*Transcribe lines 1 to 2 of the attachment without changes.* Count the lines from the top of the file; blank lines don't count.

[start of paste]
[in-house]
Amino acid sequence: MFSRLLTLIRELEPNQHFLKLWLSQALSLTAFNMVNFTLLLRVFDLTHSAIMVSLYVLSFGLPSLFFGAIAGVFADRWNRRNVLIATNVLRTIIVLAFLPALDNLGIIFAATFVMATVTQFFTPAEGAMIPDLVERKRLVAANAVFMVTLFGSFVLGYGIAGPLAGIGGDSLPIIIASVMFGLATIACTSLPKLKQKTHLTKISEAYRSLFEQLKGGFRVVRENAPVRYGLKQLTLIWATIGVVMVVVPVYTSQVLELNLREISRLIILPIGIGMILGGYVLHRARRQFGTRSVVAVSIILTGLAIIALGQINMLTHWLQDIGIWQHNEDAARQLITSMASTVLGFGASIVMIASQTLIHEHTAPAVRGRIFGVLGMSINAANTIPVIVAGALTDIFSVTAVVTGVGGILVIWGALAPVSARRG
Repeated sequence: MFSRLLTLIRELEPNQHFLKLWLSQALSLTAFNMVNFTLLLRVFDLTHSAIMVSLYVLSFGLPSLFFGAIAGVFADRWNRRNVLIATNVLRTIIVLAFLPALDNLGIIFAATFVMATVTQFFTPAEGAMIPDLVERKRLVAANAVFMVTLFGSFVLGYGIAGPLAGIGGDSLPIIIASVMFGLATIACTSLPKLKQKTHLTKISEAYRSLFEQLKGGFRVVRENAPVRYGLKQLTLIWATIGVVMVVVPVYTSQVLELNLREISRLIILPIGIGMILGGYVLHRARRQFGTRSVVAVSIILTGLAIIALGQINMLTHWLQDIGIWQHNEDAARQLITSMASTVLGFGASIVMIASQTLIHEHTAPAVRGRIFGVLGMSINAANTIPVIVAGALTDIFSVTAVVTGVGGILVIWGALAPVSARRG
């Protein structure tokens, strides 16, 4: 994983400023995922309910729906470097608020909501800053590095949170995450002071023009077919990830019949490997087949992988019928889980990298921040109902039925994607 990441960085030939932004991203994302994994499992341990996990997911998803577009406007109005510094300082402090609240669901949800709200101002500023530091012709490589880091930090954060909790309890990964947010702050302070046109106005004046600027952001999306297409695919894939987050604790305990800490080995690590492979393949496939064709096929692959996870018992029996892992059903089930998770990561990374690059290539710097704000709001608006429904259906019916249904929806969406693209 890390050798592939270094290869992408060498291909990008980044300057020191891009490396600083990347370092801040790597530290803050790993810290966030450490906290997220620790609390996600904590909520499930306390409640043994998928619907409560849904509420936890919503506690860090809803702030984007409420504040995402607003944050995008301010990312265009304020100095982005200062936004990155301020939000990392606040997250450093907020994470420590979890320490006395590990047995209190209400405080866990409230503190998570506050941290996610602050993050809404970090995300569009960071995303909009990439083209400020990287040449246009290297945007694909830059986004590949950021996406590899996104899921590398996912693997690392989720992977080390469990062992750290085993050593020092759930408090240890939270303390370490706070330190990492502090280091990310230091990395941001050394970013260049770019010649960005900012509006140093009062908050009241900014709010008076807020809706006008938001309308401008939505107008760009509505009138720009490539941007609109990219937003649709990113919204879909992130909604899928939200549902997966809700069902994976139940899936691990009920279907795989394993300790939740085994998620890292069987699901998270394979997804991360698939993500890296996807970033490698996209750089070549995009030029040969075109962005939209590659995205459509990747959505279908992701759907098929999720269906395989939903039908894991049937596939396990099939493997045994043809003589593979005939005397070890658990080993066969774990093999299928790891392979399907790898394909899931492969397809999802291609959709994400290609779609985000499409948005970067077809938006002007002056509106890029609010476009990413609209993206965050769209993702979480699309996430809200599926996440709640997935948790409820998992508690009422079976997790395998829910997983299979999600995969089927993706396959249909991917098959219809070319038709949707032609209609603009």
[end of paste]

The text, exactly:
[in-house]
Amino acid sequence: MFSRLLTLIRELEPNQHFLKLWLSQALSLTAFNMVNFTLLLRVFDLTHSAIMVSLYVLSFGLPSLFFGAIAGVFADRWNRRNVLIATNVLRTIIVLAFLPALDNLGIIFAATFVMATVTQFFTPAEGAMIPDLVERKRLVAANAVFMVTLFGSFVLGYGIAGPLAGIGGDSLPIIIASVMFGLATIACTSLPKLKQKTHLTKISEAYRSLFEQLKGGFRVVRENAPVRYGLKQLTLIWATIGVVMVVVPVYTSQVLELNLREISRLIILPIGIGMILGGYVLHRARRQFGTRSVVAVSIILTGLAIIALGQINMLTHWLQDIGIWQHNEDAARQLITSMASTVLGFGASIVMIASQTLIHEHTAPAVRGRIFGVLGMSINAANTIPVIVAGALTDIFSVTAVVTGVGGILVIWGALAPVSARRG